Tissue Protease Suppression of Value in Brain Hemorrhage
Animal study suggests therapeutic potential of inhibiting matrix metalloproteinase-9
THURSDAY, Oct. 4 (HealthDay News) -- Suppression of matrix metalloproteinase-9 may attenuate vascular endothelial growth-factor induced intracerebral hemorrhage, suggesting that matrix metalloproteinase-9 inhibitors may be of use in treating cerebral vascular rupture, according to the results of an animal study published in the September issue of Stroke.
William L. Young, M.D., of the University of California San Francisco, and colleagues used a mouse model to test the effects of minocycline, a non-specific matrix metalloproteinase inhibitor, and pyrrolidine dithiocarbamate, an upstream regulator of matrix metalloproteinases, on matrix metalloproteinase-9 activity and the degree of intracerebral hemorrhage.
The researchers found that both drugs suppressed vascular endothelial growth factor-induced matrix metalloproteinase-9 activity and the associated increases in hemoglobin levels.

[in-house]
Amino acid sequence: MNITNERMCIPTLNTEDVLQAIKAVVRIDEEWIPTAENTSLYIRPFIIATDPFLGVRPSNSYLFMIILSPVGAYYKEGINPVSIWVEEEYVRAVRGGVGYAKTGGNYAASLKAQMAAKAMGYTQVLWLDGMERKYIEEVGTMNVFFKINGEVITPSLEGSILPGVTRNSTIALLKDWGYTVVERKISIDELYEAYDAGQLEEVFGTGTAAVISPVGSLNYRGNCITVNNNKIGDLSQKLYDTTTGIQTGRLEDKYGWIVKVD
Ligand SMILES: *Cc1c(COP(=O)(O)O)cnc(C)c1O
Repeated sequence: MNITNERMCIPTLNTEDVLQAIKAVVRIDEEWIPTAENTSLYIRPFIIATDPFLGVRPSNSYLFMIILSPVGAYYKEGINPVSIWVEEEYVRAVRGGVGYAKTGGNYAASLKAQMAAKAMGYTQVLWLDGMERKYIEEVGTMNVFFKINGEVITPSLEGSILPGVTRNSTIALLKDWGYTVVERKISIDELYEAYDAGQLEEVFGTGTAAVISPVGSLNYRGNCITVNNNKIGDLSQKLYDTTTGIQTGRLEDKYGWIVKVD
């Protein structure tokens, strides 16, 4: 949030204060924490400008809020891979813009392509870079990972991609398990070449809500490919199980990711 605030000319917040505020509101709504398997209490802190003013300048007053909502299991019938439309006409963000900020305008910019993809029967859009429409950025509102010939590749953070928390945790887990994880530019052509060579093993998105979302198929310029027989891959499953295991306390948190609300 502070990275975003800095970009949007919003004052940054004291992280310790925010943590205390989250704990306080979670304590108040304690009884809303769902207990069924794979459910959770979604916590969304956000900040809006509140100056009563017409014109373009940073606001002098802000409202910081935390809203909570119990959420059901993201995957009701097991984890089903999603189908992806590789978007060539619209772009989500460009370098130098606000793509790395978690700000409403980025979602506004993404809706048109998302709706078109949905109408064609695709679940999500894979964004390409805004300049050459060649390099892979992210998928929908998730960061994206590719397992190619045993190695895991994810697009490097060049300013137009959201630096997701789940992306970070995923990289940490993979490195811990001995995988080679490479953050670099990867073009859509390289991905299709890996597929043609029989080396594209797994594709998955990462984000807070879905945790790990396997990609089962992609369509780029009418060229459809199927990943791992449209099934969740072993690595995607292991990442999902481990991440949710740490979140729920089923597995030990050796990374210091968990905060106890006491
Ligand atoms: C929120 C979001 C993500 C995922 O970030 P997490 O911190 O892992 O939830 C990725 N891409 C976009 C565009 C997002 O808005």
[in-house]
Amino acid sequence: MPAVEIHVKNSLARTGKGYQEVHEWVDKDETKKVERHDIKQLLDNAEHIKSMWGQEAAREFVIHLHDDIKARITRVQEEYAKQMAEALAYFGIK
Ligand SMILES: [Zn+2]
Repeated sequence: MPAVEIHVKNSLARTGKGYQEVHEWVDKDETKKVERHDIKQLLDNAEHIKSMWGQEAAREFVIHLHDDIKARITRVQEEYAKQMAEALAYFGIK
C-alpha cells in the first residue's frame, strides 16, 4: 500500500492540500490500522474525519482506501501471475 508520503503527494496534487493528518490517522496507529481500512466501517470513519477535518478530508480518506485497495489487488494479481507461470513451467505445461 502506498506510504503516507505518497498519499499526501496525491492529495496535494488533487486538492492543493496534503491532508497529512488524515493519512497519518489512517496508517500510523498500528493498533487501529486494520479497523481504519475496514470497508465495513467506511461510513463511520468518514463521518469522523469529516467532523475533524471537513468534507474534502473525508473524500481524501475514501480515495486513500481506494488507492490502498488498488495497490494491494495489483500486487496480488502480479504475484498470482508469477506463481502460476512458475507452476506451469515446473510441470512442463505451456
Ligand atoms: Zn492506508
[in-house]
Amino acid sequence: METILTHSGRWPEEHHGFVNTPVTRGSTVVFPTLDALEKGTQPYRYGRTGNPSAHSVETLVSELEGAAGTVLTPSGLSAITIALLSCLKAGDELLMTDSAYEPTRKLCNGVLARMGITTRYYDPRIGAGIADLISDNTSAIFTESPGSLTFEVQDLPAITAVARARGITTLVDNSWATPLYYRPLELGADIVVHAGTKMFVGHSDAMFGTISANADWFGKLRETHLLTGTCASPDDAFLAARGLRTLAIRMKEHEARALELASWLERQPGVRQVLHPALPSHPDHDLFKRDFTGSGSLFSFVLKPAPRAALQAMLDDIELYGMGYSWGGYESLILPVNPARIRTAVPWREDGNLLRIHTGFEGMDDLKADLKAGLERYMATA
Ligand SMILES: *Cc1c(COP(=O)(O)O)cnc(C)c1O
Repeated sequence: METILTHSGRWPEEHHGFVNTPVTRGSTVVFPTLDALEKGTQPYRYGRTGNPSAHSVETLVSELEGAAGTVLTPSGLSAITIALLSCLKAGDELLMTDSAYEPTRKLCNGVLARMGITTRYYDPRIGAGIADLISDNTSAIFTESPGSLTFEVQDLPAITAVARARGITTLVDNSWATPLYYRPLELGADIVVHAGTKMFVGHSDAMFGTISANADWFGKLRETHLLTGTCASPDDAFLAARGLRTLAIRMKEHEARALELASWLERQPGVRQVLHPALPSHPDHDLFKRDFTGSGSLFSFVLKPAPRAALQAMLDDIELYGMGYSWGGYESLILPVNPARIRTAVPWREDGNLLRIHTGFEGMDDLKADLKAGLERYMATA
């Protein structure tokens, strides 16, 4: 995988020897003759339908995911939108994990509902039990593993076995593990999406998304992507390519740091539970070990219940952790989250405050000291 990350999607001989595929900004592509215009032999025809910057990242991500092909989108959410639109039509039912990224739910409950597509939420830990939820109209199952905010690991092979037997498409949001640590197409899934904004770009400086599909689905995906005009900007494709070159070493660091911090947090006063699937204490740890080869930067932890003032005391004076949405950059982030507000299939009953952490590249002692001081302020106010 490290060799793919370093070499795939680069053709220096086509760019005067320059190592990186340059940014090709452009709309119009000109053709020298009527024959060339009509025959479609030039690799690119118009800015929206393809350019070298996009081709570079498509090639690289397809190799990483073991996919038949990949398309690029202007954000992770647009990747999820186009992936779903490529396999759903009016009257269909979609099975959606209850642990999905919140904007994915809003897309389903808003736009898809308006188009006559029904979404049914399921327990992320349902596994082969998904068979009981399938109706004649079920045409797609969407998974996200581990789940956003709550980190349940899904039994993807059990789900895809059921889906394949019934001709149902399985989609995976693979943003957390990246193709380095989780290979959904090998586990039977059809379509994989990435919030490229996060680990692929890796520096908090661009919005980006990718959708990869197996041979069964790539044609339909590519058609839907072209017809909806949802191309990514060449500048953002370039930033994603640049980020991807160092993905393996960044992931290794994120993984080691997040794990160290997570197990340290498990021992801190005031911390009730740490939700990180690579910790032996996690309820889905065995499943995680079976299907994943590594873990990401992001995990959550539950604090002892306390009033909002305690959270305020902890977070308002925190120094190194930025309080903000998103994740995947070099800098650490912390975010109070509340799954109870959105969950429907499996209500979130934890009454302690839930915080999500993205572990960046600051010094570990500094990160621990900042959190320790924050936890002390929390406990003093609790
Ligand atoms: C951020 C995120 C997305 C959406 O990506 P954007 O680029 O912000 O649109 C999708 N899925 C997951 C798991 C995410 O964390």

"The mechanism of matrix metalloproteinase inhibition by tetracyclines has not been fully understood," the authors write. "Additionally, the causal relationship between matrix metalloproteinase-9 activity and hemorrhage needs to be more precisely defined in future studies. We did note a trend toward a positive correlation between the matrix metalloproteinase-9 levels and extent of bleeding in the brain tissue. It is also critical that further studies use more specific inhibitors that target only individual matrix metalloproteinases, e.g., matrix metalloproteinase-9, or matrix metalloproteinase-9 knockout mice. These studies would help define the mechanisms underlying the pathogenesis of vascular endothelial growth-factor induced intracerebral hemorrhage and thus provide more specific therapeutic targets."